Disney+ subscribers have found at least one episode of The Simpsons popular animated series has been removed from the newly-launched streaming platform for Hong Kong viewers over references to the Tiananmen Square massacre.
According to CBR, Season 16, Episode "Goo Goo Gai Pan" of The Simpsons features at least two references to the 1989 massacre in China, including an allusion to the famous "Tank Man" photo, and a shot of a cartoon plaque that reads, "Tien An Men Square: On this site, in 1989, nothing happened," mocking the Chinese Communist Party's censorship of the fatal event.
Hong Kong residents would commemorate the massacre yearly with a candlelight vigil on June 4, organized by the now-disbanded student group Hong Kong Alliance, which was forced to cease operations due to the draconian passing of Hong Kong's national security law on June 30, 2020. In 2021, Victoria Park, where the vigil is traditionally held, was quiet, as police cracked down on the gathering.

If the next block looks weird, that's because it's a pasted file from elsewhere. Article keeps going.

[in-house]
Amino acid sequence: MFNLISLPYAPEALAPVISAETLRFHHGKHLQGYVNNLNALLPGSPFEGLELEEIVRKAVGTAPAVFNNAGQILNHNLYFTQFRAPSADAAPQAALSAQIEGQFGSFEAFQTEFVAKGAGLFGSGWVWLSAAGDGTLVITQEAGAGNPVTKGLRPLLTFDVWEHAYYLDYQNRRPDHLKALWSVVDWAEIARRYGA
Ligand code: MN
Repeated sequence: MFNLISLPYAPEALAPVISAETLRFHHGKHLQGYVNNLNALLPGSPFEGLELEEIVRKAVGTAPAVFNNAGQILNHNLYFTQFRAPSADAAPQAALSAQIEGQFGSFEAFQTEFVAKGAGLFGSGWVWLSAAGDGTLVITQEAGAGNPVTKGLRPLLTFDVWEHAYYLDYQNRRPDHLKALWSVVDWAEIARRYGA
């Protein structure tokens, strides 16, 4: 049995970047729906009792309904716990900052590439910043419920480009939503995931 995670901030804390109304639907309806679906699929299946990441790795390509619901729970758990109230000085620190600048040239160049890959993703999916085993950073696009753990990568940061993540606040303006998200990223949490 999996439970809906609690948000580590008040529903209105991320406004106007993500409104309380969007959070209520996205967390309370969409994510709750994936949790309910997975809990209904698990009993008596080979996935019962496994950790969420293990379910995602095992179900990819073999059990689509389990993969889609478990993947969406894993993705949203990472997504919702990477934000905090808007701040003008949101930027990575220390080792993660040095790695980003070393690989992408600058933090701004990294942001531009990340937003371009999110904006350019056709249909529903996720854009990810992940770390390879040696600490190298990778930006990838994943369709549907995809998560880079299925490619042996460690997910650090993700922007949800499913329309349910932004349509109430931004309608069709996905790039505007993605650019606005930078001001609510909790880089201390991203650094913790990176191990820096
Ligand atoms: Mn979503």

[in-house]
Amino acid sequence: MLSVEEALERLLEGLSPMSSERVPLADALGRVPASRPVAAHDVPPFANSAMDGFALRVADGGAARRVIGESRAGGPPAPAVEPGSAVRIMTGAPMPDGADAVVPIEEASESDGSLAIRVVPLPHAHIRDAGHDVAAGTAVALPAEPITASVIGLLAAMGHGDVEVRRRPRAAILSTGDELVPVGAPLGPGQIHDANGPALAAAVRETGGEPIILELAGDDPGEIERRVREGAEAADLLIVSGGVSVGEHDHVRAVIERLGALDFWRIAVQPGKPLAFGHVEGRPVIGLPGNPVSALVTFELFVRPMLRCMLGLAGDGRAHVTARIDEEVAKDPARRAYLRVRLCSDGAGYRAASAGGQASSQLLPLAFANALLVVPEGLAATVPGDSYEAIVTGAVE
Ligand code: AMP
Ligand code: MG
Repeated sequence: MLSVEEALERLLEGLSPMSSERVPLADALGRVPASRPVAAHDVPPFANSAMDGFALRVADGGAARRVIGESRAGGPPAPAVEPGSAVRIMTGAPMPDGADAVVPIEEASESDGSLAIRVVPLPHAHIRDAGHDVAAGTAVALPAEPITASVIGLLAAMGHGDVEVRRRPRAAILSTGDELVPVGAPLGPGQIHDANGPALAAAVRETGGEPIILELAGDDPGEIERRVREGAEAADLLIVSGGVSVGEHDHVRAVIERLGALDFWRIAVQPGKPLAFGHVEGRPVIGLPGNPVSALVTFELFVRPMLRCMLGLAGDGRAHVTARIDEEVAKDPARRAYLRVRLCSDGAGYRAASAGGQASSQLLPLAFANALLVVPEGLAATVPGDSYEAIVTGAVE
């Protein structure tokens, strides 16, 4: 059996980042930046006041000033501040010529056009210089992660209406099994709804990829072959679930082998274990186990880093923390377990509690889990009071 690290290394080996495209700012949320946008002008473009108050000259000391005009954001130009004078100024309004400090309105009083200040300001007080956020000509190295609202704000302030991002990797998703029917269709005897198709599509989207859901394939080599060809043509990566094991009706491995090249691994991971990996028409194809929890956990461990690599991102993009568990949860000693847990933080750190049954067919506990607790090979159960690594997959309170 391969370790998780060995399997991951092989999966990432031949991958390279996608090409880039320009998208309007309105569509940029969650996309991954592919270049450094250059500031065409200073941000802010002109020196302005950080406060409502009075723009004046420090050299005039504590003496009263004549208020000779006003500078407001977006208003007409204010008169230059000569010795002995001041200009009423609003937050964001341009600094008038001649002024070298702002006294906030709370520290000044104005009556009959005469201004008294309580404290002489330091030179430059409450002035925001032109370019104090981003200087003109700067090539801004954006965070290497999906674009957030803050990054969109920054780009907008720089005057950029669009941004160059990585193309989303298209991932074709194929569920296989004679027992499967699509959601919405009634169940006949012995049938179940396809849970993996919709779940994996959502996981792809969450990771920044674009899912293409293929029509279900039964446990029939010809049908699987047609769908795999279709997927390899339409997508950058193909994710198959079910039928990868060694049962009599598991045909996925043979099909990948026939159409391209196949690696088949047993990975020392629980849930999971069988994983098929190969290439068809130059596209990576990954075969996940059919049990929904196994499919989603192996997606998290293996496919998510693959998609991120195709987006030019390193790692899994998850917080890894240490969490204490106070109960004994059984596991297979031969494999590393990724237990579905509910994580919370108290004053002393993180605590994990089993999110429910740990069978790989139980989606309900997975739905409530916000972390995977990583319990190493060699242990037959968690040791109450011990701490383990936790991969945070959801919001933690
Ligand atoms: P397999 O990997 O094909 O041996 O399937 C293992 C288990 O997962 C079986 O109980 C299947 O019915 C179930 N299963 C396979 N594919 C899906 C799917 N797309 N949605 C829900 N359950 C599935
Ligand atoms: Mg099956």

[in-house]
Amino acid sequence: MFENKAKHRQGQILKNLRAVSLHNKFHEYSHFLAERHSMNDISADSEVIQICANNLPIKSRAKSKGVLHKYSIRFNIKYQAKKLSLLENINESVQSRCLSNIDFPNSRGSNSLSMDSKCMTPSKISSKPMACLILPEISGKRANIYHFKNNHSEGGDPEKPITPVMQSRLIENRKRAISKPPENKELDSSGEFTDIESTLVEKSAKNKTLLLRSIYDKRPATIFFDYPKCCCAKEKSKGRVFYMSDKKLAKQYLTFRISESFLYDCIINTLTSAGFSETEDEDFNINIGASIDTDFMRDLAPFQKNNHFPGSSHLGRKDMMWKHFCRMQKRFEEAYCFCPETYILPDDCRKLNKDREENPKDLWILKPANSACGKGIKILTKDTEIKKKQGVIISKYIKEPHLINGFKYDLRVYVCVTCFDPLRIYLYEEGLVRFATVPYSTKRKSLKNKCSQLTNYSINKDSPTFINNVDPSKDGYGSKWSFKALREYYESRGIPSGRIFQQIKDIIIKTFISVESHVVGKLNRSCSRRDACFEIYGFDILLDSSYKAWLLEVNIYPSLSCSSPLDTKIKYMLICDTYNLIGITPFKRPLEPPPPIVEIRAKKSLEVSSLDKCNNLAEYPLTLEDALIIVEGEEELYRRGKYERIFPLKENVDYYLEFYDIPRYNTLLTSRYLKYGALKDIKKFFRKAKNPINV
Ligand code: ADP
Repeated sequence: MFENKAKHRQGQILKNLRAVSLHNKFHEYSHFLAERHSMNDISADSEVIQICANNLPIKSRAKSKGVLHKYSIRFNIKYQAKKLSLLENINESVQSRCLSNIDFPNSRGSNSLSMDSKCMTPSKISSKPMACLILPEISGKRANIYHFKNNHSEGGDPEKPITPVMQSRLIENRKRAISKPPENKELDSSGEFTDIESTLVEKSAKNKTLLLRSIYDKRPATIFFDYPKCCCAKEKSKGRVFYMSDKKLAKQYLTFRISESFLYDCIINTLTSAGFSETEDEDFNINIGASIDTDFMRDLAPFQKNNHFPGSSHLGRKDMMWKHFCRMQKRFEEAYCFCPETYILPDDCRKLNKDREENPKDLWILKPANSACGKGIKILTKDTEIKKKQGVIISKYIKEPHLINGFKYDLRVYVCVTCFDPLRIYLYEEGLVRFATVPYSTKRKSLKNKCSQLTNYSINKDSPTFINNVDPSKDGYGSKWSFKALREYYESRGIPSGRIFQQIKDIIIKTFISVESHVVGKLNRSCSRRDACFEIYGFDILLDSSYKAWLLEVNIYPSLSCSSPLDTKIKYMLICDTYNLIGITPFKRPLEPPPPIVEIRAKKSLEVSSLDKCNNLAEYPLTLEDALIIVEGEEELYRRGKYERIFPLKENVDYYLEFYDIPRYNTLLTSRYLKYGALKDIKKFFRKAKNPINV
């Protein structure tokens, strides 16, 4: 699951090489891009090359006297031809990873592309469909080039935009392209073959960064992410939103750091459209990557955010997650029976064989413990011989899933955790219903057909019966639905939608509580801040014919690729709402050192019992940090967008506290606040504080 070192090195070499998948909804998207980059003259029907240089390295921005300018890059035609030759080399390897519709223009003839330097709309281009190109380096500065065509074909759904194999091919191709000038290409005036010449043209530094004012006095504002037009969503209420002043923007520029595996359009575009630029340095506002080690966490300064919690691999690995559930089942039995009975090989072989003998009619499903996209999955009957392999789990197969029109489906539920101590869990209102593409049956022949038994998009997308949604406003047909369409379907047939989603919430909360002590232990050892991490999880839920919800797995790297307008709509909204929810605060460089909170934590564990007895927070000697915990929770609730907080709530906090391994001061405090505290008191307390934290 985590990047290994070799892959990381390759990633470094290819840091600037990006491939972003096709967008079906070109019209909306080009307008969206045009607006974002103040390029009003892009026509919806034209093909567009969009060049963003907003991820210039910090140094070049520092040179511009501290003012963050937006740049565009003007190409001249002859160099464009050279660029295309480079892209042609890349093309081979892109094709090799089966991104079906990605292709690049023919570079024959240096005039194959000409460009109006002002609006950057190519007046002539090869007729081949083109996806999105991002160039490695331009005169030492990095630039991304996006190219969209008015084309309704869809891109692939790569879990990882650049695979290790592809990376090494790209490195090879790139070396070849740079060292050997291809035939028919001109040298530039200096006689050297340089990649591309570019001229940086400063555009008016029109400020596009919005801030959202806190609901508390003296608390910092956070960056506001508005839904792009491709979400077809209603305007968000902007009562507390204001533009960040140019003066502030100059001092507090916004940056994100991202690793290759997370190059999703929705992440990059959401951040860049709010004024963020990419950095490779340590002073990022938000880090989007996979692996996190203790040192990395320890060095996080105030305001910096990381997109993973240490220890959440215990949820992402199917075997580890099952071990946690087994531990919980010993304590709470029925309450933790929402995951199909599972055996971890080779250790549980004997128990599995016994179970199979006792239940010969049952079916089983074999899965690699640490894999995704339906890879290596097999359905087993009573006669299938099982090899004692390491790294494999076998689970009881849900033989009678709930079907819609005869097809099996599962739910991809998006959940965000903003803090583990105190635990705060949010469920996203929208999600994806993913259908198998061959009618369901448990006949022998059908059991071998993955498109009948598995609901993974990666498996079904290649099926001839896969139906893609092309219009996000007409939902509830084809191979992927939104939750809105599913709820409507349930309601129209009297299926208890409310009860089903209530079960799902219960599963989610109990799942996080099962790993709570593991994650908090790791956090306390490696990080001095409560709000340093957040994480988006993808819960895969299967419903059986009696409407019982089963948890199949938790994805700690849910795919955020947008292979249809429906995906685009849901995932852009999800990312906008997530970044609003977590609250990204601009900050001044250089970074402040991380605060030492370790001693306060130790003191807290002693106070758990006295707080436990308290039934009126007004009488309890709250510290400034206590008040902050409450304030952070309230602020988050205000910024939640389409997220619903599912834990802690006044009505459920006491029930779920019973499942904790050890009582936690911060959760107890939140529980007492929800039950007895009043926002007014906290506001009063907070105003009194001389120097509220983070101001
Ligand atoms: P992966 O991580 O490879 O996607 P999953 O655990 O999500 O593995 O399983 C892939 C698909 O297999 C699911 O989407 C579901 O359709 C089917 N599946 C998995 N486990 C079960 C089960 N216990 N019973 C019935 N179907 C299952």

The national security law was passed to bring Hong Kong, an area that had been semi-autonomous after Britain handed the region over to China in 1997, under more direct control of the Chinese Communist Party.
Disney+ was launched in Hong Kong on Nov. 16. Some content on the video on-demand platform has sparked outrage either within China due to depictions of Tiananmen Square or other heavily-censored topics, or outside of the country, due to the company's compliance with the CCP's demands.
When Shang-Chi and the Legend of the Ten Rings launched on the platform, a single shot containing the numbers "8964" reportedly caused outrage, due to those numbers' link to the date of the massacre.
The filming of Mulan created outrage across the globe, after it was revealed that portions of the movie were filmed in the Xinjiang region, where the Muslim minority Uyghur people are subjected to human rights abuses from the Chinese government. The film also credits and thanks CCP authorities for reportedly letting them film there near the site of Muslim concentration camps.